Regardless of what you settle on, I would highly recommend you get something with a hood. It may be the single most thermally efficient design feature of any torso insulating product. Protecting both the skull AND the carotids from cold allows some much more hot blood to be sent to the extremities.Jan 3, 2012 at 5:45 am #1819044
Given we're getting a very late start to winter here in the SE and it was 7F with wind when I got up this morning, I suspect you'll see temps a lot colder than 30F at elevation with your dates. You may even find yourself post holing in the Smokies. IIRC, people were finding a fair bit (feet) of snow there in May this year. I'd start out with a bag/quilt rated to at least 20F and take something pretty warm for camp wear (at least 4 oz 800+ fill).
I'm not "skin and bones" but I do have a lean build and quite low body fat percentage, which leaves me easily chilled. I find myself cool to cold in the low-mid 40s with a 60g PL1 hoody. Something like the UL Down Inner parka might get me to the low-mid 30s (more likely mid). In fact, it took a UL Down Inner jacket + a 60g PL1 hoody to get me in to the high 20s/low 30s last year. For anything lower, I have a Rab Infinity Endurance. My small is 14.8 oz and should keep the avg male in typical layers thermo-neutral (warm) to 15F. If you run cool like I seem to do now, I wouldn't take anything less to start.Jan 3, 2012 at 8:28 am #1819096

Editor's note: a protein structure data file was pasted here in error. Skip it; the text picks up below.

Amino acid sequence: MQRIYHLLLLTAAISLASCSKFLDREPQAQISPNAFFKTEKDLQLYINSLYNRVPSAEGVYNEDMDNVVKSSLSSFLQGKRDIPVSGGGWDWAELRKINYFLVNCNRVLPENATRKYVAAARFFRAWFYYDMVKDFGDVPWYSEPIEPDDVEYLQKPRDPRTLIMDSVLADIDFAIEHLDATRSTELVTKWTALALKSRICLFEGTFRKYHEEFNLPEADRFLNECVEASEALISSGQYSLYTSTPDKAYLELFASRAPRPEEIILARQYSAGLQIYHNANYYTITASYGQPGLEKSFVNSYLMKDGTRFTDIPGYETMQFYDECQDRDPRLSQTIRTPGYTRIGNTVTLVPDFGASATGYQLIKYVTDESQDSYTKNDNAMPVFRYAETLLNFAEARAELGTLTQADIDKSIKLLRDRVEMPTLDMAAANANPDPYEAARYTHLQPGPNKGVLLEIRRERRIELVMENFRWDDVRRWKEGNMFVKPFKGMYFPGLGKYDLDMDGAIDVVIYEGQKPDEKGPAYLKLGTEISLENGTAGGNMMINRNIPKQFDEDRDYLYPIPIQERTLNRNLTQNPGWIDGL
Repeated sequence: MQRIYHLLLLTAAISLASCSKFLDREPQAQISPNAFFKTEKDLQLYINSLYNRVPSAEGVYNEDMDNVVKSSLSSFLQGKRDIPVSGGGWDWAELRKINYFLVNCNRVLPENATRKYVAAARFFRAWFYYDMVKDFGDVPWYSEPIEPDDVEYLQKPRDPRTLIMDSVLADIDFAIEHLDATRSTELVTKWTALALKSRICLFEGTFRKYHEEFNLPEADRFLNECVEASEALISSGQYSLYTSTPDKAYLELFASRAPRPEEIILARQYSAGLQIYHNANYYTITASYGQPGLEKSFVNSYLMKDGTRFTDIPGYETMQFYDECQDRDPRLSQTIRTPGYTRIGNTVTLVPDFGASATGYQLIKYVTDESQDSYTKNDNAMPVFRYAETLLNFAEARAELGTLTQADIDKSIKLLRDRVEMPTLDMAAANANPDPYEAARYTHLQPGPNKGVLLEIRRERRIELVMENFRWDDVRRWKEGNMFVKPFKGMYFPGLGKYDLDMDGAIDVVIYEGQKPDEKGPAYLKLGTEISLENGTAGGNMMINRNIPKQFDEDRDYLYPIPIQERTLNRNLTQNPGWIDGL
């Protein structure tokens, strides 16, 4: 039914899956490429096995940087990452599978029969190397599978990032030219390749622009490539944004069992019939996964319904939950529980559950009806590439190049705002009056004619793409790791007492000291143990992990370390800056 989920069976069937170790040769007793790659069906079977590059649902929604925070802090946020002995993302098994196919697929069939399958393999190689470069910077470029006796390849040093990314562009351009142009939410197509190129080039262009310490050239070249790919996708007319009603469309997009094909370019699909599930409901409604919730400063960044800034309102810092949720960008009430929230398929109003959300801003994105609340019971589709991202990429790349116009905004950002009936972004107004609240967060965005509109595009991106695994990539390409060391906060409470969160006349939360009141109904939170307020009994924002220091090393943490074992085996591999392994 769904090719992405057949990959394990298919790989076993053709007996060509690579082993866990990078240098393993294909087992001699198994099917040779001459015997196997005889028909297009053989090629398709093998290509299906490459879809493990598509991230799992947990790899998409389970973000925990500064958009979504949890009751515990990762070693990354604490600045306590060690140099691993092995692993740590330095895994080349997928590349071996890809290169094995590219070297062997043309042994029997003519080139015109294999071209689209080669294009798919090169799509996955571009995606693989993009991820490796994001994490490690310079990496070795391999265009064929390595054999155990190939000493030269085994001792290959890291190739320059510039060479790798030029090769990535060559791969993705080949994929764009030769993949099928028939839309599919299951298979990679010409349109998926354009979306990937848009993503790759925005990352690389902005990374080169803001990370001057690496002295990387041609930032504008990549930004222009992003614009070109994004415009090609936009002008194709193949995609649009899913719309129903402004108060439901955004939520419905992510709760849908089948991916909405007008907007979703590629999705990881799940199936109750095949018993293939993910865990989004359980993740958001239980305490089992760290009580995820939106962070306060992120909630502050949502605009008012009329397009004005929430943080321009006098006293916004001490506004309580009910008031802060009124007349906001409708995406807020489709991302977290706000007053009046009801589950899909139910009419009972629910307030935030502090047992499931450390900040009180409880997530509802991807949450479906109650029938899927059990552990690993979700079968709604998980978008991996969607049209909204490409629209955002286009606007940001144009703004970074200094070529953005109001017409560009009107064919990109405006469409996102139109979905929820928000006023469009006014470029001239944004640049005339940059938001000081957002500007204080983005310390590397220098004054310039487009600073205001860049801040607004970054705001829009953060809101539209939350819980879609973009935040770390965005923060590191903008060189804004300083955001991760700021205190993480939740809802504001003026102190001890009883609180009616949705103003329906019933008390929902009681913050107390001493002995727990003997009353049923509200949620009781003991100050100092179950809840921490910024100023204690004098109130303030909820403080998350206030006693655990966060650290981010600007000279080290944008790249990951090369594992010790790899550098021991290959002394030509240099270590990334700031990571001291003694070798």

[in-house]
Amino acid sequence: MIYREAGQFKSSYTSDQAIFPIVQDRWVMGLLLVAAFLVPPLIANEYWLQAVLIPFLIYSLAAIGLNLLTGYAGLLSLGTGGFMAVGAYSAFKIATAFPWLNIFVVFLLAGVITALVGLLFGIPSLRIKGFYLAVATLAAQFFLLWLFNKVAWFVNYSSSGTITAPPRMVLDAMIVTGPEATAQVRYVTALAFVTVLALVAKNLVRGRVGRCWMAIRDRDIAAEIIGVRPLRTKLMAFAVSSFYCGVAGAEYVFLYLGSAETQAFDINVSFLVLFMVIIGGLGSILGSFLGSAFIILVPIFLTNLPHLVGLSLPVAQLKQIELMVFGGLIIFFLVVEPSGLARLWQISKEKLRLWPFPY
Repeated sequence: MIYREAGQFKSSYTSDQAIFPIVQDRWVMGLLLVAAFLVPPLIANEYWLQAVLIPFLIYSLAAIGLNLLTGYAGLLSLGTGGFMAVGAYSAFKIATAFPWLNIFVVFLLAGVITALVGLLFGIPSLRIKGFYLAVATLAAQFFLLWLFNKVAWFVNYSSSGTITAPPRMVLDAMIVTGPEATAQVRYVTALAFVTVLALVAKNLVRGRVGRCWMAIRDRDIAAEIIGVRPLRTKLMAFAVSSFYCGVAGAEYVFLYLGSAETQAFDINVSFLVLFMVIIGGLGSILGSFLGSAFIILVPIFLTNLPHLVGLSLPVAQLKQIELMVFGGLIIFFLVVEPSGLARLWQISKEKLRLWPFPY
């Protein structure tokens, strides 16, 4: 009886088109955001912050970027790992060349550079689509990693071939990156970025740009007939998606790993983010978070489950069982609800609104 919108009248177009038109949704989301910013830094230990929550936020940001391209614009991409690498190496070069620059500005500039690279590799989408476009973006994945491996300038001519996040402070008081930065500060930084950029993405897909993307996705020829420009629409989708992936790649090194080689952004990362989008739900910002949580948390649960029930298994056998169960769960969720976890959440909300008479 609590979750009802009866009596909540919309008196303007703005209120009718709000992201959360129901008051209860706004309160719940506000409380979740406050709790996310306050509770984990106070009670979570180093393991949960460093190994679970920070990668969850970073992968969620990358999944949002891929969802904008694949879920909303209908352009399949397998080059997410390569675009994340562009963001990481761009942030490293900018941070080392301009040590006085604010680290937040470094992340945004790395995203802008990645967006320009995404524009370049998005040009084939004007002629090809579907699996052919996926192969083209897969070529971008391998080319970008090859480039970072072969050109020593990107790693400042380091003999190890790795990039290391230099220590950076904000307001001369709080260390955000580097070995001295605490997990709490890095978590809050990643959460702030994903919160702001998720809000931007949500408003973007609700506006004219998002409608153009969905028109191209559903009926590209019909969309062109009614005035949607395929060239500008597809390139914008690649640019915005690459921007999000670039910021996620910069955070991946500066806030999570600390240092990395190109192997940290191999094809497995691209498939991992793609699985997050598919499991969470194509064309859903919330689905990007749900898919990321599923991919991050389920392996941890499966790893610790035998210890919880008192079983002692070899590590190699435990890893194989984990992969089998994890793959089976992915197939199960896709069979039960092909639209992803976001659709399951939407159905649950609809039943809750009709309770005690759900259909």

+1 on the first ascent. Picked one up recently with their 50% off coupon. They should be going on sale soon in time for your march start. Well made, availabe in tall sizes if needed.Jan 3, 2012 at 8:33 am #1819101
@brianleLocale: Pacific NW
I own a summerlite, and would be nervous about starting in late March with a Summerlite unless I had a really beefy parka. In 2010 I started in late Feb with a WM Ultralite (20F rated), which was pushing it, but I carried a Montbell alpinelite parka and down booties to wear inside the bag at night.
If the bag is non-negotiable, I'd look for — well, much more of a down jacket than you'll want after the first month or so.
Really, I think that if at all possible you want to beg, borrow or buy a warmer bag to start out with, then swap around Pearisburg or so. That's where I swapped for my Summerlite and was happy with it for the rest of the trip. At that point you won't need a terribly warm jacket; I used a thermawrap jacket and was fine.Jan 3, 2012 at 10:28 am #1819151
Dustin: Idk I just felt like it was one or the other. Perhaps I'm too black or white.